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Consumer Reports Warns of Concerning Levels of Lead, Sodium in Lunchables


By Robin Foster HealthDay Reporter

THURSDAY, April 11, 2024 (HealthDay News) — Lunchables, those ubiquitous plastic packets of cheese, deli meats and crackers that many parents choose for convenience, contain concerning levels of lead and sodium, Consumer Reports warns.

To arrive at that conclusion, the advocacy group tested Lunchables made by Kraft Heinz, as well as similar lunch and snack products from other manufacturers.

“There’s a lot to be concerned about in these kits,” Amy Keating, a registered dietitian at Consumer Reports (CR), said in a news release announcing the findings. “They’re highly processed, and regularly eating processed meat, a main ingredient in many of these products, has been linked to increased risk of some cancers.”

While none of the products exceeded regulatory limits, five of the 12 tested exposed children to 50% or more of California’s maximum allowable amount of lead or cadmium — heavy metals that can cause developmental and other problems in kids, the group stated.

A 3.2-ounce Turkey and Cheddar Cracker Stackers Lunchables contained 74% of California’s level allowed for lead and 49% of the daily recommended salt intake for kids ages 4 to 8.

“The kits provide only about 15% of the 1,600 daily calories that a typical 8-year-old requires, but that small amount of food puts them fairly close to the daily maximum limit for lead,” said Eric Boring, a CR chemist who led the testing. “So if a child gets more than half of the daily limit for lead from so few calories, there’s little room for potential exposure from other foods, drinking water or the environment.”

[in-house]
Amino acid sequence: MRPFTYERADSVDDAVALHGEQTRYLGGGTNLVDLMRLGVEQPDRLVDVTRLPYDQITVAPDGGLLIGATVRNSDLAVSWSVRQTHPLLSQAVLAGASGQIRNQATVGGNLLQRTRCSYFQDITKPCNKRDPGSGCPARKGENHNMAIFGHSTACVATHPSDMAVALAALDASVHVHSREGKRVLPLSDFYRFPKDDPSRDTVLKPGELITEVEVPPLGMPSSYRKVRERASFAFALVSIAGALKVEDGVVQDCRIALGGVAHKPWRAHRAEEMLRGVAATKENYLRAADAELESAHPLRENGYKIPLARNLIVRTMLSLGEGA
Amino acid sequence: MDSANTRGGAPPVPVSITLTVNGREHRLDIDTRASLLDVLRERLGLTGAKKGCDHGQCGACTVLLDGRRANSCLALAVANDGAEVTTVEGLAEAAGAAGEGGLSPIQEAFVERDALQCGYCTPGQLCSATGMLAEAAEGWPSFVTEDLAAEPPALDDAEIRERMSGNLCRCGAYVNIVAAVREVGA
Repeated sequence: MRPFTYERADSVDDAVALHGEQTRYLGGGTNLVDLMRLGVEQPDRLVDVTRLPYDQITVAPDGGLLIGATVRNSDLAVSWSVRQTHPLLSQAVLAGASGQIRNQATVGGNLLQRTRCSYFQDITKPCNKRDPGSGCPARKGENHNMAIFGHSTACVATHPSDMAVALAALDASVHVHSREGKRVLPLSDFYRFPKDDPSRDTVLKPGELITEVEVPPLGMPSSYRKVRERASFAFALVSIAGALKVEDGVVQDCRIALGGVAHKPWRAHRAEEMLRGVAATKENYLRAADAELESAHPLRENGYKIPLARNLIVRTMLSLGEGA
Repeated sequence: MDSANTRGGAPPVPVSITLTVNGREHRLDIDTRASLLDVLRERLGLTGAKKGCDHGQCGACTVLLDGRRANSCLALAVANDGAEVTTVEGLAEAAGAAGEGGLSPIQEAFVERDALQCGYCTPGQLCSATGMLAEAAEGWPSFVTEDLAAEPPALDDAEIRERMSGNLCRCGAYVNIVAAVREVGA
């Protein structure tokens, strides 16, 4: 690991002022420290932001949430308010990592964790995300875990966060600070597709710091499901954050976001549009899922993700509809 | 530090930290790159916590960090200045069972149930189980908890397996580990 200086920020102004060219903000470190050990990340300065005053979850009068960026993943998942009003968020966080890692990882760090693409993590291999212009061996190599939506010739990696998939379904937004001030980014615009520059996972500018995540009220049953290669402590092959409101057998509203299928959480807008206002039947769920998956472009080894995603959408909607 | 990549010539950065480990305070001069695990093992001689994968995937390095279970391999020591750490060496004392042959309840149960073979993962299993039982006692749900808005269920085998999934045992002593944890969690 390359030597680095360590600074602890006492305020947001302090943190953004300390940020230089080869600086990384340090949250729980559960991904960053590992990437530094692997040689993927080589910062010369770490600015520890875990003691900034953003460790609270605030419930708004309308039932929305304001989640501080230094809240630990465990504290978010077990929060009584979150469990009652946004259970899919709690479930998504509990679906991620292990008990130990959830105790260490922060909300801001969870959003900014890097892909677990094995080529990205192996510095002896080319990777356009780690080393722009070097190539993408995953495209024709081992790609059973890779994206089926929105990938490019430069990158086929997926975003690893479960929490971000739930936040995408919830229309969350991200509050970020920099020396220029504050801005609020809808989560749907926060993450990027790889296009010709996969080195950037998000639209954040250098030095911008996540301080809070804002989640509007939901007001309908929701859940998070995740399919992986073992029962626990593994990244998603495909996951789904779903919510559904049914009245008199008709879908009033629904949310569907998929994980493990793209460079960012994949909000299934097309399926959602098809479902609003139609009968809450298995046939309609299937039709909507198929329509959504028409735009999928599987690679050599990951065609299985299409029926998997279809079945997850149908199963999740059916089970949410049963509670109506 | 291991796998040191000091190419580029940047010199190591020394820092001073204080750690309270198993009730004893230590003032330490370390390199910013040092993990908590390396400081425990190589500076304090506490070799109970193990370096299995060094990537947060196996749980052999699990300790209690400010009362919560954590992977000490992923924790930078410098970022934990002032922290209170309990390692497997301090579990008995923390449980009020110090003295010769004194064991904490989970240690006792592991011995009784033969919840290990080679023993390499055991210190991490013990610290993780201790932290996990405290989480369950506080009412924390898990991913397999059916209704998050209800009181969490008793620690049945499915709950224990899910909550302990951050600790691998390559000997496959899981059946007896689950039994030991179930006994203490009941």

“We don’t think anybody should regularly eat these products, and they definitely shouldn’t be considered a healthy school lunch,” Boring added.

CR has called on the U.S. Department of Agriculture to remove the Kraft Heinz products from the National School Lunch Program, with its petition nearing 15,000 signatures. The federal program provides low-cost or free meals to kids on school days.

A spokesperson for Kraft Heinz defended the meals.

“Many of our Lunchables products are a good source of protein, offering nutrients through meats and cheeses. We’ve taken great steps to improve the nutrition profile of Lunchables, including recently unveiling Lunchables with Fresh Fruit, in partnership with Fresh Del Monte, and reducing the sodium in all Lunchables crackers by 26%,” a spokesperson told CBS News.

“According to current science, processed foods arbitrarily classified as ‘ultra-processed’ are not necessarily less nutritious,” the spokesperson added. “In fact, many processed foods contain added nutrients, providing even more benefits to the consumer. The classification of foods should be based on scientific evidence that includes an assessment of the nutritional value of the whole product, not restricted to one element such as a single ingredient or the level of processing.”

More information

The U.S. Department of Agriculture has more on the National School Lunch Program.

SOURCE: Consumer Reports, news release, April 10, 2024; CBS News

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